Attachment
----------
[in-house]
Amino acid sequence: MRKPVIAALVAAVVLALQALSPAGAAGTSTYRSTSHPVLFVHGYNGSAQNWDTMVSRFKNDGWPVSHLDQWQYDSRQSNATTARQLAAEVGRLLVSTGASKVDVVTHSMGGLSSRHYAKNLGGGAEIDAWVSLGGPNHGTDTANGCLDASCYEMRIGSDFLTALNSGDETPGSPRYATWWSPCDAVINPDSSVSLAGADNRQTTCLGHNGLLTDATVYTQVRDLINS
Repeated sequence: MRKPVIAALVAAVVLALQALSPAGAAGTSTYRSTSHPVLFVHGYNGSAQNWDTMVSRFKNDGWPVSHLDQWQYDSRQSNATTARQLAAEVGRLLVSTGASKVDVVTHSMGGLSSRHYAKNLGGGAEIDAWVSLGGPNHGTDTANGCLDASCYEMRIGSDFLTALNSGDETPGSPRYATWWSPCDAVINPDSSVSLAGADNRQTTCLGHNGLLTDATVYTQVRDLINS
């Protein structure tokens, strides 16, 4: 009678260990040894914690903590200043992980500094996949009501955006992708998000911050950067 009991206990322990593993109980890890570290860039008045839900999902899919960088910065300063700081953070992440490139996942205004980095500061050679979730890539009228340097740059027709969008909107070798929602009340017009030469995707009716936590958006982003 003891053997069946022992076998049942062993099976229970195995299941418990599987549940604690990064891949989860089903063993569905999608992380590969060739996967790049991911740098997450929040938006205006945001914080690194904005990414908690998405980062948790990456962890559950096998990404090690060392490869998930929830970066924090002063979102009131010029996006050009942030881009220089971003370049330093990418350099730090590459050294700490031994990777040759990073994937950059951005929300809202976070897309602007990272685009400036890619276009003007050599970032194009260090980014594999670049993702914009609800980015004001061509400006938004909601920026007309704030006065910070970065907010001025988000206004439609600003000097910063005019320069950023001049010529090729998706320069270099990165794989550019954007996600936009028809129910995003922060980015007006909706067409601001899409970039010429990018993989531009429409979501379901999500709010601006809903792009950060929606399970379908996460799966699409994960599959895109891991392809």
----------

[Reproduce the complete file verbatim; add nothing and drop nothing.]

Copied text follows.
[in-house]
Amino acid sequence: MRKPVIAALVAAVVLALQALSPAGAAGTSTYRSTSHPVLFVHGYNGSAQNWDTMVSRFKNDGWPVSHLDQWQYDSRQSNATTARQLAAEVGRLLVSTGASKVDVVTHSMGGLSSRHYAKNLGGGAEIDAWVSLGGPNHGTDTANGCLDASCYEMRIGSDFLTALNSGDETPGSPRYATWWSPCDAVINPDSSVSLAGADNRQTTCLGHNGLLTDATVYTQVRDLINS
Repeated sequence: MRKPVIAALVAAVVLALQALSPAGAAGTSTYRSTSHPVLFVHGYNGSAQNWDTMVSRFKNDGWPVSHLDQWQYDSRQSNATTARQLAAEVGRLLVSTGASKVDVVTHSMGGLSSRHYAKNLGGGAEIDAWVSLGGPNHGTDTANGCLDASCYEMRIGSDFLTALNSGDETPGSPRYATWWSPCDAVINPDSSVSLAGADNRQTTCLGHNGLLTDATVYTQVRDLINS
């Protein structure tokens, strides 16, 4: 009678260990040894914690903590200043992980500094996949009501955006992708998000911050950067 009991206990322990593993109980890890570290860039008045839900999902899919960088910065300063700081953070992440490139996942205004980095500061050679979730890539009228340097740059027709969008909107070798929602009340017009030469995707009716936590958006982003 003891053997069946022992076998049942062993099976229970195995299941418990599987549940604690990064891949989860089903063993569905999608992380590969060739996967790049991911740098997450929040938006205006945001914080690194904005990414908690998405980062948790990456962890559950096998990404090690060392490869998930929830970066924090002063979102009131010029996006050009942030881009220089971003370049330093990418350099730090590459050294700490031994990777040759990073994937950059951005929300809202976070897309602007990272685009400036890619276009003007050599970032194009260090980014594999670049993702914009609800980015004001061509400006938004909601920026007309704030006065910070970065907010001025988000206004439609600003000097910063005019320069950023001049010529090729998706320069270099990165794989550019954007996600936009028809129910995003922060980015007006909706067409601001899409970039010429990018993989531009429409979501379901999500709010601006809903792009950060929606399970379908996460799966699409994960599959895109891991392809």